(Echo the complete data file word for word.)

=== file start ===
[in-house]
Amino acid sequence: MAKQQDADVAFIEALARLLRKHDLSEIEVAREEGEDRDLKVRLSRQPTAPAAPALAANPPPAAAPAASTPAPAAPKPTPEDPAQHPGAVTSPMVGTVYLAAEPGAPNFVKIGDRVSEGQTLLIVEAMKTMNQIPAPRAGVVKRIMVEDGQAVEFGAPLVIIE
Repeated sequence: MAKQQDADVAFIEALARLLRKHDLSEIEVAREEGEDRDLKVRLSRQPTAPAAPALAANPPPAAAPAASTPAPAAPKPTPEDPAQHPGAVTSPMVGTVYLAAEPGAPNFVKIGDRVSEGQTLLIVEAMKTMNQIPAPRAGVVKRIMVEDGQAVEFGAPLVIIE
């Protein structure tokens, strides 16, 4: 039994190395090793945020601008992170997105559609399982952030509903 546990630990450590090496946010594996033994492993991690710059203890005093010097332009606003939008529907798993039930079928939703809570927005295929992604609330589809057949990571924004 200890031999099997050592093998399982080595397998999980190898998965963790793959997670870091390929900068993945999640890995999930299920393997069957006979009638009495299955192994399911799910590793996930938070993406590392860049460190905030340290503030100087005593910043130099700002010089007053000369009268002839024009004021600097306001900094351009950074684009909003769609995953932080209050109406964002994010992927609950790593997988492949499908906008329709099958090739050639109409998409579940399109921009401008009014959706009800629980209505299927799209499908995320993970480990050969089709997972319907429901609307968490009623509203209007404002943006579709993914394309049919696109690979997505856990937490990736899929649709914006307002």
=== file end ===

[in-house]
Amino acid sequence: MAKQQDADVAFIEALARLLRKHDLSEIEVAREEGEDRDLKVRLSRQPTAPAAPALAANPPPAAAPAASTPAPAAPKPTPEDPAQHPGAVTSPMVGTVYLAAEPGAPNFVKIGDRVSEGQTLLIVEAMKTMNQIPAPRAGVVKRIMVEDGQAVEFGAPLVIIE
Repeated sequence: MAKQQDADVAFIEALARLLRKHDLSEIEVAREEGEDRDLKVRLSRQPTAPAAPALAANPPPAAAPAASTPAPAAPKPTPEDPAQHPGAVTSPMVGTVYLAAEPGAPNFVKIGDRVSEGQTLLIVEAMKTMNQIPAPRAGVVKRIMVEDGQAVEFGAPLVIIE
């Protein structure tokens, strides 16, 4: 039994190395090793945020601008992170997105559609399982952030509903 546990630990450590090496946010594996033994492993991690710059203890005093010097332009606003939008529907798993039930079928939703809570927005295929992604609330589809057949990571924004 200890031999099997050592093998399982080595397998999980190898998965963790793959997670870091390929900068993945999640890995999930299920393997069957006979009638009495299955192994399911799910590793996930938070993406590392860049460190905030340290503030100087005593910043130099700002010089007053000369009268002839024009004021600097306001900094351009950074684009909003769609995953932080209050109406964002994010992927609950790593997988492949499908906008329709099958090739050639109409998409579940399109921009401008009014959706009800629980209505299927799209499908995320993970480990050969089709997972319907429901609307968490009623509203209007404002943006579709993914394309049919696109690979997505856990937490990736899929649709914006307002």